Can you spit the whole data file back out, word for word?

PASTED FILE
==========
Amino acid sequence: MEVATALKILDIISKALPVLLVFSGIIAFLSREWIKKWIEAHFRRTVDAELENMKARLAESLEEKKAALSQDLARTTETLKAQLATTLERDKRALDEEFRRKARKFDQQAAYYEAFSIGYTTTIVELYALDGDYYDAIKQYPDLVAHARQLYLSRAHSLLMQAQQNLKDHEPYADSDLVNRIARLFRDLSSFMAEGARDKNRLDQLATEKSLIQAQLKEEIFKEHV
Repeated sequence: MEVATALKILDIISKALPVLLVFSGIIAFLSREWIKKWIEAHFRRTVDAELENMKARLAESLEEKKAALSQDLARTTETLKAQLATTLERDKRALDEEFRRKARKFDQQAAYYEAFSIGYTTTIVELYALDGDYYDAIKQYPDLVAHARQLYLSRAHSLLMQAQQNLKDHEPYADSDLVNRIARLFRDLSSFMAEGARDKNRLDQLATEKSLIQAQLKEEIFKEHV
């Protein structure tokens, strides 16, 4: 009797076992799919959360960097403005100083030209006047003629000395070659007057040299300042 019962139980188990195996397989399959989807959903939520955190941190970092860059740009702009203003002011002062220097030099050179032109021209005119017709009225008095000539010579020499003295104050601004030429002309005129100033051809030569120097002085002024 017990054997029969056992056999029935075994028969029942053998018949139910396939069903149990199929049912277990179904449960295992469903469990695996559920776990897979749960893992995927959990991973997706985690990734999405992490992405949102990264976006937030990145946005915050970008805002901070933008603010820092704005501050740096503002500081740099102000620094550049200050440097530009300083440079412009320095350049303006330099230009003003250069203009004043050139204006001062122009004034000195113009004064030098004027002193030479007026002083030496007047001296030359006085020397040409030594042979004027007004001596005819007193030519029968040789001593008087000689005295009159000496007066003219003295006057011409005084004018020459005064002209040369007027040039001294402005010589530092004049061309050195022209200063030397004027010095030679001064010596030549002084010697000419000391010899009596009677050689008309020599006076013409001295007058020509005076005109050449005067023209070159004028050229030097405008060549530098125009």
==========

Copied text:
Amino acid sequence: MEVATALKILDIISKALPVLLVFSGIIAFLSREWIKKWIEAHFRRTVDAELENMKARLAESLEEKKAALSQDLARTTETLKAQLATTLERDKRALDEEFRRKARKFDQQAAYYEAFSIGYTTTIVELYALDGDYYDAIKQYPDLVAHARQLYLSRAHSLLMQAQQNLKDHEPYADSDLVNRIARLFRDLSSFMAEGARDKNRLDQLATEKSLIQAQLKEEIFKEHV
Repeated sequence: MEVATALKILDIISKALPVLLVFSGIIAFLSREWIKKWIEAHFRRTVDAELENMKARLAESLEEKKAALSQDLARTTETLKAQLATTLERDKRALDEEFRRKARKFDQQAAYYEAFSIGYTTTIVELYALDGDYYDAIKQYPDLVAHARQLYLSRAHSLLMQAQQNLKDHEPYADSDLVNRIARLFRDLSSFMAEGARDKNRLDQLATEKSLIQAQLKEEIFKEHV
């Protein structure tokens, strides 16, 4: 009797076992799919959360960097403005100083030209006047003629000395070659007057040299300042 019962139980188990195996397989399959989807959903939520955190941190970092860059740009702009203003002011002062220097030099050179032109021209005119017709009225008095000539010579020499003295104050601004030429002309005129100033051809030569120097002085002024 017990054997029969056992056999029935075994028969029942053998018949139910396939069903149990199929049912277990179904449960295992469903469990695996559920776990897979749960893992995927959990991973997706985690990734999405992490992405949102990264976006937030990145946005915050970008805002901070933008603010820092704005501050740096503002500081740099102000620094550049200050440097530009300083440079412009320095350049303006330099230009003003250069203009004043050139204006001062122009004034000195113009004064030098004027002193030479007026002083030496007047001296030359006085020397040409030594042979004027007004001596005819007193030519029968040789001593008087000689005295009159000496007066003219003295006057011409005084004018020459005064002209040369007027040039001294402005010589530092004049061309050195022209200063030397004027010095030679001064010596030549002084010697000419000391010899009596009677050689008309020599006076013409001295007058020509005076005109050449005067023209070159004028050229030097405008060549530098125009």